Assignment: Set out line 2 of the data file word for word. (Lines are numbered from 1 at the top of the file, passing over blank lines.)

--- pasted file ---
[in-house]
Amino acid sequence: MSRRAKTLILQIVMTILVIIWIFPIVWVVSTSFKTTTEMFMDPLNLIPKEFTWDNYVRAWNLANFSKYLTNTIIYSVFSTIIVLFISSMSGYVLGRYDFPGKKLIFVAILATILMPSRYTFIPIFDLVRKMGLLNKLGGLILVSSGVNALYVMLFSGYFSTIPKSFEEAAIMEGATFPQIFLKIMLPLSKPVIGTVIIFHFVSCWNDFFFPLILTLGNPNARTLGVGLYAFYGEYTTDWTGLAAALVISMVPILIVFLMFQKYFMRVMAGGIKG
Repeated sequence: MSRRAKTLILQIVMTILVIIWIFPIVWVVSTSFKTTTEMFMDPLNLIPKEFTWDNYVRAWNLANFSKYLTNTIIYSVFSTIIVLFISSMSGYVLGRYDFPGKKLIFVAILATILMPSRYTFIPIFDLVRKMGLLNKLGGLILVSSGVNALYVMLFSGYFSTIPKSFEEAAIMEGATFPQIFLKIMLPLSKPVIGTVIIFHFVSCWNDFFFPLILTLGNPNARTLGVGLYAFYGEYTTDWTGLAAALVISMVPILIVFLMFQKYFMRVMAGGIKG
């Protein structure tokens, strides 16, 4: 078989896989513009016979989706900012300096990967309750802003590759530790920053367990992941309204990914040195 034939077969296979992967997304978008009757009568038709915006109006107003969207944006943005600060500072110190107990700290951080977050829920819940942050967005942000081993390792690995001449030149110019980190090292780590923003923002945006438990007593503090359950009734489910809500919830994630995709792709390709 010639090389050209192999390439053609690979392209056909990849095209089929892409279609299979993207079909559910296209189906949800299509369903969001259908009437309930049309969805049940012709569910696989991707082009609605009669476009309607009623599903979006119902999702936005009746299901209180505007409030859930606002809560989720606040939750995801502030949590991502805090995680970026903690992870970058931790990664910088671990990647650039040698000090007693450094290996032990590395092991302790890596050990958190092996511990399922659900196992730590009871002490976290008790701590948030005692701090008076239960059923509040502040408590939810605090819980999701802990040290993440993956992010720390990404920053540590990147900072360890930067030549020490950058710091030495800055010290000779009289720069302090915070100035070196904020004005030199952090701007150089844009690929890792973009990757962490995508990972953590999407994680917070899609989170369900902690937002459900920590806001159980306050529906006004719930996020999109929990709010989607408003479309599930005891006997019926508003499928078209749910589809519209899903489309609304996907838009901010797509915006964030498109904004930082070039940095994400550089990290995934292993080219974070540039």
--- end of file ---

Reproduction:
Amino acid sequence: MSRRAKTLILQIVMTILVIIWIFPIVWVVSTSFKTTTEMFMDPLNLIPKEFTWDNYVRAWNLANFSKYLTNTIIYSVFSTIIVLFISSMSGYVLGRYDFPGKKLIFVAILATILMPSRYTFIPIFDLVRKMGLLNKLGGLILVSSGVNALYVMLFSGYFSTIPKSFEEAAIMEGATFPQIFLKIMLPLSKPVIGTVIIFHFVSCWNDFFFPLILTLGNPNARTLGVGLYAFYGEYTTDWTGLAAALVISMVPILIVFLMFQKYFMRVMAGGIKG